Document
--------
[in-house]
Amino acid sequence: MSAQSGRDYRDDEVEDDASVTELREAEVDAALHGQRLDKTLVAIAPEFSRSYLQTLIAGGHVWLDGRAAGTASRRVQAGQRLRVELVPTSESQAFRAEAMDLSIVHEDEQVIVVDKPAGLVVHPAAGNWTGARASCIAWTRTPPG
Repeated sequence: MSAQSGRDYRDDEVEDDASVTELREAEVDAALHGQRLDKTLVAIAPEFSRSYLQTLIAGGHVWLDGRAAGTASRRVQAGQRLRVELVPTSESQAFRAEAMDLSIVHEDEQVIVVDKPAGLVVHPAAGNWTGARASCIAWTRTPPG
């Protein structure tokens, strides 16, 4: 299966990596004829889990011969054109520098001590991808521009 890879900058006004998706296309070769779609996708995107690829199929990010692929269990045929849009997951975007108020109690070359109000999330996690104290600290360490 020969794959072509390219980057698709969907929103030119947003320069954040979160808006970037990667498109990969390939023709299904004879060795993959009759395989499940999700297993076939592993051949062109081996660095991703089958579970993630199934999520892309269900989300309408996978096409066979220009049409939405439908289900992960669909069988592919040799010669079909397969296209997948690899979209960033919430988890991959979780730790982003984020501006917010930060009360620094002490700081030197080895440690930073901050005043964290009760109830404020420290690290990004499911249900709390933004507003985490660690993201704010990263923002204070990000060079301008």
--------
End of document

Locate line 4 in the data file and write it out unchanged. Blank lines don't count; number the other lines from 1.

């Protein structure tokens, strides 16, 4: 299966990596004829889990011969054109520098001590991808521009 890879900058006004998706296309070769779609996708995107690829199929990010692929269990045929849009997951975007108020109690070359109000999330996690104290600290360490 020969794959072509390219980057698709969907929103030119947003320069954040979160808006970037990667498109990969390939023709299904004879060795993959009759395989499940999700297993076939592993051949062109081996660095991703089958579970993630199934999520892309269900989300309408996978096409066979220009049409939405439908289900992960669909069988592919040799010669079909397969296209997948690899979209960033919430988890991959979780730790982003984020501006917010930060009360620094002490700081030197080895440690930073901050005043964290009760109830404020420290690290990004499911249900709390933004507003985490660690993201704010990263923002204070990000060079301008």